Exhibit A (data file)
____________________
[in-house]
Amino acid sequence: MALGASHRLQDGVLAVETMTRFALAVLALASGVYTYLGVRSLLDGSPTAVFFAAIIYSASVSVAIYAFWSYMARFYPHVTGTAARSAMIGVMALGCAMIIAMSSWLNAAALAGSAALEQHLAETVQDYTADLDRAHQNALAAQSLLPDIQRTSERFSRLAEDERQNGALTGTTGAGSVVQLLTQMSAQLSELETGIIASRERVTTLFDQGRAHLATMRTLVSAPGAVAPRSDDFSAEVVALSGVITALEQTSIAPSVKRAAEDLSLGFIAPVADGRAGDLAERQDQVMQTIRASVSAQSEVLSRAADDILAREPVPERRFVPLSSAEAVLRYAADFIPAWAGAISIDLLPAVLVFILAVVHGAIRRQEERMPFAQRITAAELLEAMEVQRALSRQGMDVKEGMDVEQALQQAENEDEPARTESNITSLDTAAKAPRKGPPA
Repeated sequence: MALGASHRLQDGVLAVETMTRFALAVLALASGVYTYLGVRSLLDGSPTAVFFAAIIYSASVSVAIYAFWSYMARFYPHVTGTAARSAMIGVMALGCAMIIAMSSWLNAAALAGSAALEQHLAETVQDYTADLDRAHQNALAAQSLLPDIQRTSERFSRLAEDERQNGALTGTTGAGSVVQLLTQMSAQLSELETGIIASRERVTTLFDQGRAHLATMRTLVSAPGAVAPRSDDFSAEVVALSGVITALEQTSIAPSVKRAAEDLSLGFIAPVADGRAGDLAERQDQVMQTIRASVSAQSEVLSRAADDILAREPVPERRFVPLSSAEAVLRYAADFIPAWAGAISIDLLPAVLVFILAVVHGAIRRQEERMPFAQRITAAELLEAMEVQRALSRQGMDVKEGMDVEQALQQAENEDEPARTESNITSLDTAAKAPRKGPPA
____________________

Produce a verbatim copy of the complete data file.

[in-house]
Amino acid sequence: MALGASHRLQDGVLAVETMTRFALAVLALASGVYTYLGVRSLLDGSPTAVFFAAIIYSASVSVAIYAFWSYMARFYPHVTGTAARSAMIGVMALGCAMIIAMSSWLNAAALAGSAALEQHLAETVQDYTADLDRAHQNALAAQSLLPDIQRTSERFSRLAEDERQNGALTGTTGAGSVVQLLTQMSAQLSELETGIIASRERVTTLFDQGRAHLATMRTLVSAPGAVAPRSDDFSAEVVALSGVITALEQTSIAPSVKRAAEDLSLGFIAPVADGRAGDLAERQDQVMQTIRASVSAQSEVLSRAADDILAREPVPERRFVPLSSAEAVLRYAADFIPAWAGAISIDLLPAVLVFILAVVHGAIRRQEERMPFAQRITAAELLEAMEVQRALSRQGMDVKEGMDVEQALQQAENEDEPARTESNITSLDTAAKAPRKGPPA
Repeated sequence: MALGASHRLQDGVLAVETMTRFALAVLALASGVYTYLGVRSLLDGSPTAVFFAAIIYSASVSVAIYAFWSYMARFYPHVTGTAARSAMIGVMALGCAMIIAMSSWLNAAALAGSAALEQHLAETVQDYTADLDRAHQNALAAQSLLPDIQRTSERFSRLAEDERQNGALTGTTGAGSVVQLLTQMSAQLSELETGIIASRERVTTLFDQGRAHLATMRTLVSAPGAVAPRSDDFSAEVVALSGVITALEQTSIAPSVKRAAEDLSLGFIAPVADGRAGDLAERQDQVMQTIRASVSAQSEVLSRAADDILAREPVPERRFVPLSSAEAVLRYAADFIPAWAGAISIDLLPAVLVFILAVVHGAIRRQEERMPFAQRITAAELLEAMEVQRALSRQGMDVKEGMDVEQALQQAENEDEPARTESNITSLDTAAKAPRKGPPA